Valley Business Index bounces into positive growth range

For the first time since November, the San Joaquin Valley Business Conditions Index moved above growth-neutral 50.0, signaling improving economic conditions for the area in the months ahead.

The index is compiled for Fresno State’s Craig School of business by Dr. Ernie Goss, a research associate.

The Valley Business Conditions Index is a leading economic indicator reflecting a survey of individuals making company purchasing decisions in Fresno, Madera, Kings and Tulare counties. The index is produced using the same methodology as that of the national Institute for Supply Management (www.ism.ws).

February survey results at a glance:

  • Leading economic indicator moves above growth-neutral.
  • Wholesale inflation gauge climbs higher.
  • New export orders rise dramatically.

The overall Index rose to 50.1 from 48.1 in January and 48.4 in December. An index greater than 50 indicates an expansionary economy over the course of the next three to six months. The index was at 53.0 a year ago.

 “A large share of firms reported that very healthy new export orders were an important driver of the February improvement. Firms in the area tied to agriculture and energy continue to benefit from the cheap-dollar policy of the Federal Reserve. The cheap dollar makes U.S. goods more competitively priced abroad,” said Goss.

Employment: The hiring gauge slumped to a very weak 44.8 from January’s 47.0. This is the seventh time in the past eight months that the employment index has plunged below growth neutral. “Although the overall number was stronger for February, firms in the region continue to shed jobs,” said Goss. “But I do expect improvements in new orders to translate into a slightly better job picture for the unemployed in the months ahead. However, a weak construction sector continues to weigh on the Valley economy.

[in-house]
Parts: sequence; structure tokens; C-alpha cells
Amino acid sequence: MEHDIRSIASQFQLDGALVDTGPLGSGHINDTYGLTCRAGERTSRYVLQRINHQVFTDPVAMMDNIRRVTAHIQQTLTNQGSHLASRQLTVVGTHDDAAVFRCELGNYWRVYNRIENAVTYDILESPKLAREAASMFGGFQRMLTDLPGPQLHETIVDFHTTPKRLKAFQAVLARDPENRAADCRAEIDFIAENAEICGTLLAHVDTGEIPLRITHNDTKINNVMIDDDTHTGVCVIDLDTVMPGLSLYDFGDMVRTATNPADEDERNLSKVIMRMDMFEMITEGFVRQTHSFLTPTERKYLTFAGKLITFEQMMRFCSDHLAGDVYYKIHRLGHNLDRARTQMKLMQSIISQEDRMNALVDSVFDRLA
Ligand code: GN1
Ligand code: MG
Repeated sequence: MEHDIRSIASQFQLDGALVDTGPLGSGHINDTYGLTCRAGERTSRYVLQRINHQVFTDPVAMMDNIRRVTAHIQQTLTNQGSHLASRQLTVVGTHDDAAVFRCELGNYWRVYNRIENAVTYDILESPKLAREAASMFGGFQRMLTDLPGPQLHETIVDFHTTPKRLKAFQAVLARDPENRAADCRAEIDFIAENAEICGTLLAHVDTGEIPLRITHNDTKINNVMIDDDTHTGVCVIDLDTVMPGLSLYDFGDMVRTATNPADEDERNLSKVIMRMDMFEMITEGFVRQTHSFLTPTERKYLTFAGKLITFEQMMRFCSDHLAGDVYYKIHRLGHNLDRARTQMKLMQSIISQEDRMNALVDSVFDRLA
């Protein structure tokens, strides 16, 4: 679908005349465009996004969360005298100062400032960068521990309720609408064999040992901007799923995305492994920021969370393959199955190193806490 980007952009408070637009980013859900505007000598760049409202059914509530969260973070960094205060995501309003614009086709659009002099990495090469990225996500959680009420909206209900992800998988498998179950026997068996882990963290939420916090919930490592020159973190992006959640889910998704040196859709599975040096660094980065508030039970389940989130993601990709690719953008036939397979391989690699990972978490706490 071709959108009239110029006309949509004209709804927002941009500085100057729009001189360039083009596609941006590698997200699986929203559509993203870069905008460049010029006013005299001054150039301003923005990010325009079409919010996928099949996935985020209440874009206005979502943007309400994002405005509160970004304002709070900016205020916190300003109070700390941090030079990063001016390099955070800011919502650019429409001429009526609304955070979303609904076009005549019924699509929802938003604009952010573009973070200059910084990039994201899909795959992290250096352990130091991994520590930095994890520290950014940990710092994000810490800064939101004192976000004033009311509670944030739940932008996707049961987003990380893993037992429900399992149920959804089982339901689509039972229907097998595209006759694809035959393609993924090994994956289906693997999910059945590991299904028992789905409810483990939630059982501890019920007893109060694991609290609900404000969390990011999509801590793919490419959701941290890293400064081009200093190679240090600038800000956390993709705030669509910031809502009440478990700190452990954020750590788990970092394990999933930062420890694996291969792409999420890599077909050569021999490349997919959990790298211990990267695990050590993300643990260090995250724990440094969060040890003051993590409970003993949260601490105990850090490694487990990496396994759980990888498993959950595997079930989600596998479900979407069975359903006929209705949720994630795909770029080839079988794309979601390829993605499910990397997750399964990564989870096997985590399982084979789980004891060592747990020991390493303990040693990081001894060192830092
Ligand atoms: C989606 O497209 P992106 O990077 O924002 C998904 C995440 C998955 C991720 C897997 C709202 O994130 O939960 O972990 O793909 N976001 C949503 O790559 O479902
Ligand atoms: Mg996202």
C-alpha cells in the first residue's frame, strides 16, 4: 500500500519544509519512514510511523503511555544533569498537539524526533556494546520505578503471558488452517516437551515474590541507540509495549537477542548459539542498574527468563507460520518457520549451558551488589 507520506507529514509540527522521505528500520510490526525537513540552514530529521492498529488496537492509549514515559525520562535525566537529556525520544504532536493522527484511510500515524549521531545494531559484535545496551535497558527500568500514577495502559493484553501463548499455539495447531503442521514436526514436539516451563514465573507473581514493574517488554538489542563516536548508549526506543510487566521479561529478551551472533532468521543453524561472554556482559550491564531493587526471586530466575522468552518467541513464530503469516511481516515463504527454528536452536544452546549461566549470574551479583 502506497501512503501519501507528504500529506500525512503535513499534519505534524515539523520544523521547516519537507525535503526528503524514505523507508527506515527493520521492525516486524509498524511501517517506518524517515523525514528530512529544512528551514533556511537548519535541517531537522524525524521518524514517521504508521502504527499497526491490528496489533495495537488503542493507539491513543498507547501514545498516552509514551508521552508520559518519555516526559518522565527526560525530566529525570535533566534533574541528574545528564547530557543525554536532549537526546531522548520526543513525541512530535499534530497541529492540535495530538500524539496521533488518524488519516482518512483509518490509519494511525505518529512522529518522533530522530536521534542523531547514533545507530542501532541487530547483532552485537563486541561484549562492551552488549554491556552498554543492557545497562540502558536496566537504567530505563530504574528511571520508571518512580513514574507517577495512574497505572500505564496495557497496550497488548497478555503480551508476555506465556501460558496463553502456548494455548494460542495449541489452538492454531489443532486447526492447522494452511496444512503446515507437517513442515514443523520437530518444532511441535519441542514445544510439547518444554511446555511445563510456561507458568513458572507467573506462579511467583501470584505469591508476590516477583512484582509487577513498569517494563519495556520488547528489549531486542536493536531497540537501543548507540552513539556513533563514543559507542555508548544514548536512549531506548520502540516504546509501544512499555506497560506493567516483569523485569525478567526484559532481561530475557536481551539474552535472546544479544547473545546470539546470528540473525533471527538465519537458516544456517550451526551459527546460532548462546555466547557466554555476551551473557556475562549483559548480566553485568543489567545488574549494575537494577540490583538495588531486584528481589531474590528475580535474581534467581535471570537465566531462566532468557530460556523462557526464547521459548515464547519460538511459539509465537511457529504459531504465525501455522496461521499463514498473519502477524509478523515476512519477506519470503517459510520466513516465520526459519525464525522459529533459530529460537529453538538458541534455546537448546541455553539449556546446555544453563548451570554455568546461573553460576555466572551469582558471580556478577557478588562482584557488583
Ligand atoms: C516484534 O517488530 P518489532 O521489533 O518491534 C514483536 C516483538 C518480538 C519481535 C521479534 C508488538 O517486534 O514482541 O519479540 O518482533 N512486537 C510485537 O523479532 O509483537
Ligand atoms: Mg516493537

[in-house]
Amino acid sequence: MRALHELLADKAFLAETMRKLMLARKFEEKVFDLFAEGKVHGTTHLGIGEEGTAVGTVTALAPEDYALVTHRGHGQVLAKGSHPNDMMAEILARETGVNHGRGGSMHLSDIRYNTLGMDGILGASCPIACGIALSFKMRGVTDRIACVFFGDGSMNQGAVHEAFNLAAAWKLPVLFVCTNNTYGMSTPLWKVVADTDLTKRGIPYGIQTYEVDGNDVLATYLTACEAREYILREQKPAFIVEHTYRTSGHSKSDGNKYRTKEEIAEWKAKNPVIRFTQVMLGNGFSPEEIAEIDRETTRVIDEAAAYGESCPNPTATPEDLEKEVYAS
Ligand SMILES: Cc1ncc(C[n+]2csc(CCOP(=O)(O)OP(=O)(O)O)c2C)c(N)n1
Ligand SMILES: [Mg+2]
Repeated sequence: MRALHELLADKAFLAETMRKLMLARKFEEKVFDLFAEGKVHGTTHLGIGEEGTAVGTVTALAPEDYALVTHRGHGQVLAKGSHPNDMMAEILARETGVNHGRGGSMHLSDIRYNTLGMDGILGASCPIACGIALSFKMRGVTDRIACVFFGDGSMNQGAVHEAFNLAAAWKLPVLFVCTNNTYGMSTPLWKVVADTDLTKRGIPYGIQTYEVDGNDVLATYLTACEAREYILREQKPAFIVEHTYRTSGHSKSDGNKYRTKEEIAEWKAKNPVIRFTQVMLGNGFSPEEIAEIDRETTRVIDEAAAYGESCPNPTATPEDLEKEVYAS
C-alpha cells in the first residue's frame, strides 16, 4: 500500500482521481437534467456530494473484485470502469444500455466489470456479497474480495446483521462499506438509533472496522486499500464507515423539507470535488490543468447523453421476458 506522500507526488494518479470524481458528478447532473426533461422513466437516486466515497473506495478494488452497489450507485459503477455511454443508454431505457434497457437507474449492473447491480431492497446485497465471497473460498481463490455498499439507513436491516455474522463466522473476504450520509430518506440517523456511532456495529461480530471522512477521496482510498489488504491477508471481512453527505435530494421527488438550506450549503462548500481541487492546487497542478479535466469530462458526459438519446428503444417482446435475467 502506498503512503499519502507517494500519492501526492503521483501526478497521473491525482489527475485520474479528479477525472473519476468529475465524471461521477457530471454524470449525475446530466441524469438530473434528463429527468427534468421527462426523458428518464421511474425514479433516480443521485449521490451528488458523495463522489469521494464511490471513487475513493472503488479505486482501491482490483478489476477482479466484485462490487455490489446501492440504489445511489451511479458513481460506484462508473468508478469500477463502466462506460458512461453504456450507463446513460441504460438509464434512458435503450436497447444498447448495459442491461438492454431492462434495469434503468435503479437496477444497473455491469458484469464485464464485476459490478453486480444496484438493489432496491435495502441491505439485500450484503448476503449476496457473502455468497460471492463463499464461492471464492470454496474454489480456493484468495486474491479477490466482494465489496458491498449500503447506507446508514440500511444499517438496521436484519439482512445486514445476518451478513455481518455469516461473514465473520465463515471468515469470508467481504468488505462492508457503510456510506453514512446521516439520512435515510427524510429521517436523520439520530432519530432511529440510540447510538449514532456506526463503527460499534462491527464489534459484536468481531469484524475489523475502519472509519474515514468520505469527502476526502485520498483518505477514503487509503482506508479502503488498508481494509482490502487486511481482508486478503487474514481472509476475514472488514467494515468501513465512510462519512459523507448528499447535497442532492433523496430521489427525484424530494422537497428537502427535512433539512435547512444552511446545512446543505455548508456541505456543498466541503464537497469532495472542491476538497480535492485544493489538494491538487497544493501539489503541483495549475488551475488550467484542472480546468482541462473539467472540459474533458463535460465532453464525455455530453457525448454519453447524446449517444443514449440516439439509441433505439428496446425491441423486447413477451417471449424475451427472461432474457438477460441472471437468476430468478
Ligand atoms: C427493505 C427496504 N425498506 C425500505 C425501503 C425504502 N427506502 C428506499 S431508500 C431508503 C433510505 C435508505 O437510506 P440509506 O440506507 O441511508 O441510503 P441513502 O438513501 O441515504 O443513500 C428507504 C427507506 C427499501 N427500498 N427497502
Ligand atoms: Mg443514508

Wholesale prices: The prices-paid index, which tracks the cost of raw materials and supplies, rose to 62.4 from 57.2 in January. “While the index remains in a range indicating only modest wholesale inflation, I expect the Fed’s cheap-dollar policy to push prices up at a significantly higher pace in the months ahead. Last month, the Fed indicated that it would maintain current record-low, short-term interest rates until 2014. In my judgment, this pro-growth stance poses significant inflation risks,” Goss said. “Not only are current prices rising, our survey participants expect future prices to rise at an unacceptably high rate in the next six months,” Goss added. “I believe inflationary pressures in the coming months will be much too high for the Fed to be so aggressive in terms of low interest rates that cheapens the dollar and fuels inflation.”

Inventories: Businesses once again contracted inventories for the month. However, the index, which tracks the change in the inventory of raw materials and supplies, was less negative, expanding to 49.5 from January’s 46.2. Said Gross, “An inventory index below growth-neutral is another indicator of a negative outlook by businesses.”

Business confidence: Looking ahead six months, economic optimism, captured by the February business confidence index, rose to a still weak 47.3 from 47.0 in January. “Thus far, an improving national job picture has failed to boost business confidence in the Valley,” said Goss.

Trade: For the first time since June, firms experienced an expansion in new export orders, with a February reading of 58.9, up significantly from January’s 42.8. At the same time the area’s import index dipped to 48.6 from 51.8 in January. “The Federal Reserve’s cheap-dollar policy has made U.S. goods more competitively priced abroad and pushed up export orders. Historically exports have been an important growth factor for the San Joaquin Valley,” said Goss.

Other components: Other components of the February Business Conditions Index were new orders at 50.3, up from 46.4 in January; production or sales at 50.8, up from 46.8 in January; and delivery lead time at 55.9, up from January’s 54.3.

For more information, contact Goss at 559.278.2352.

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